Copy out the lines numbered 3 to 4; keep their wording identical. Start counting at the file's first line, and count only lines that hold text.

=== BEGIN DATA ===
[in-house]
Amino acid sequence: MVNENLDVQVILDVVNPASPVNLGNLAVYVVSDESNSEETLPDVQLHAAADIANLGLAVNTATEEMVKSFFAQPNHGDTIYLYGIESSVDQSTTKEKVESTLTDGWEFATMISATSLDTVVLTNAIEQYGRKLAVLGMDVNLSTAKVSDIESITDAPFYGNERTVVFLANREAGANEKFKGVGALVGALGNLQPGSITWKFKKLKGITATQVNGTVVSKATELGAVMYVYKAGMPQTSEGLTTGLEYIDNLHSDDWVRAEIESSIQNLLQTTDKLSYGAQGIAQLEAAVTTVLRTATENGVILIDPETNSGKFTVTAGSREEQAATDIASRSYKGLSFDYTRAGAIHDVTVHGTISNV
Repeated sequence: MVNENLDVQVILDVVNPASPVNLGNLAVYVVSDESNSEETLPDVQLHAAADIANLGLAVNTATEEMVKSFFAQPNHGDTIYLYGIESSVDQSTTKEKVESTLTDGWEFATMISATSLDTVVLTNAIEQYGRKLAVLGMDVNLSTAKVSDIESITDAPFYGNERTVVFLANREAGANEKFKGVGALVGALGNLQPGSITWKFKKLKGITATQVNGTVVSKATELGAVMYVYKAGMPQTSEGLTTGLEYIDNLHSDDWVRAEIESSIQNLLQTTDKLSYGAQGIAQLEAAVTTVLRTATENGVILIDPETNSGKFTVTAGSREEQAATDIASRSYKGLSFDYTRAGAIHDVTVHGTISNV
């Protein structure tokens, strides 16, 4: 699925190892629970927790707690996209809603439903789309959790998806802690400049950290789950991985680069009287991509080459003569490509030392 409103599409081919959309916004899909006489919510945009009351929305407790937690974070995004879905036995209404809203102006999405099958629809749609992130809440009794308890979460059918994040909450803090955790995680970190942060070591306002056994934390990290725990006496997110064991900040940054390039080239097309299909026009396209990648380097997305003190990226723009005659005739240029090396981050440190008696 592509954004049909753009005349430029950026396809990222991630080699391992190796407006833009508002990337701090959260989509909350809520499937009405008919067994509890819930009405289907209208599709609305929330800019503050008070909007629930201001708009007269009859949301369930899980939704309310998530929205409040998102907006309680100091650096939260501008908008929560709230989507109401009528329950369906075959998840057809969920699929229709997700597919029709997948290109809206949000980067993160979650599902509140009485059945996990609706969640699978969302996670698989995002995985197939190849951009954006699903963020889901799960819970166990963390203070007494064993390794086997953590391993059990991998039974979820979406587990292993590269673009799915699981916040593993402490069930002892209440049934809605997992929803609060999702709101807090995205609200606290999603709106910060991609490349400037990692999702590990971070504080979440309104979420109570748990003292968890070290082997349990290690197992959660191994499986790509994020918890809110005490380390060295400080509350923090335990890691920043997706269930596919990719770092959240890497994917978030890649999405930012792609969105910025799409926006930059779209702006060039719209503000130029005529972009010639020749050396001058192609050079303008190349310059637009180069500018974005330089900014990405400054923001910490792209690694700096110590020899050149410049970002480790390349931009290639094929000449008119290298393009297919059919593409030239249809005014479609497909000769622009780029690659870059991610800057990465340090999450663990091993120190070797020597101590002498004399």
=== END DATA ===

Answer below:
Repeated sequence: MVNENLDVQVILDVVNPASPVNLGNLAVYVVSDESNSEETLPDVQLHAAADIANLGLAVNTATEEMVKSFFAQPNHGDTIYLYGIESSVDQSTTKEKVESTLTDGWEFATMISATSLDTVVLTNAIEQYGRKLAVLGMDVNLSTAKVSDIESITDAPFYGNERTVVFLANREAGANEKFKGVGALVGALGNLQPGSITWKFKKLKGITATQVNGTVVSKATELGAVMYVYKAGMPQTSEGLTTGLEYIDNLHSDDWVRAEIESSIQNLLQTTDKLSYGAQGIAQLEAAVTTVLRTATENGVILIDPETNSGKFTVTAGSREEQAATDIASRSYKGLSFDYTRAGAIHDVTVHGTISNV
């Protein structure tokens, strides 16, 4: 699925190892629970927790707690996209809603439903789309959790998806802690400049950290789950991985680069009287991509080459003569490509030392 409103599409081919959309916004899909006489919510945009009351929305407790937690974070995004879905036995209404809203102006999405099958629809749609992130809440009794308890979460059918994040909450803090955790995680970190942060070591306002056994934390990290725990006496997110064991900040940054390039080239097309299909026009396209990648380097997305003190990226723009005659005739240029090396981050440190008696 592509954004049909753009005349430029950026396809990222991630080699391992190796407006833009508002990337701090959260989509909350809520499937009405008919067994509890819930009405289907209208599709609305929330800019503050008070909007629930201001708009007269009859949301369930899980939704309310998530929205409040998102907006309680100091650096939260501008908008929560709230989507109401009528329950369906075959998840057809969920699929229709997700597919029709997948290109809206949000980067993160979650599902509140009485059945996990609706969640699978969302996670698989995002995985197939190849951009954006699903963020889901799960819970166990963390203070007494064993390794086997953590391993059990991998039974979820979406587990292993590269673009799915699981916040593993402490069930002892209440049934809605997992929803609060999702709101807090995205609200606290999603709106910060991609490349400037990692999702590990971070504080979440309104979420109570748990003292968890070290082997349990290690197992959660191994499986790509994020918890809110005490380390060295400080509350923090335990890691920043997706269930596919990719770092959240890497994917978030890649999405930012792609969105910025799409926006930059779209702006060039719209503000130029005529972009010639020749050396001058192609050079303008190349310059637009180069500018974005330089900014990405400054923001910490792209690694700096110590020899050149410049970002480790390349931009290639094929000449008119290298393009297919059919593409030239249809005014479609497909000769622009780029690659870059991610800057990465340090999450663990091993120190070797020597101590002498004399």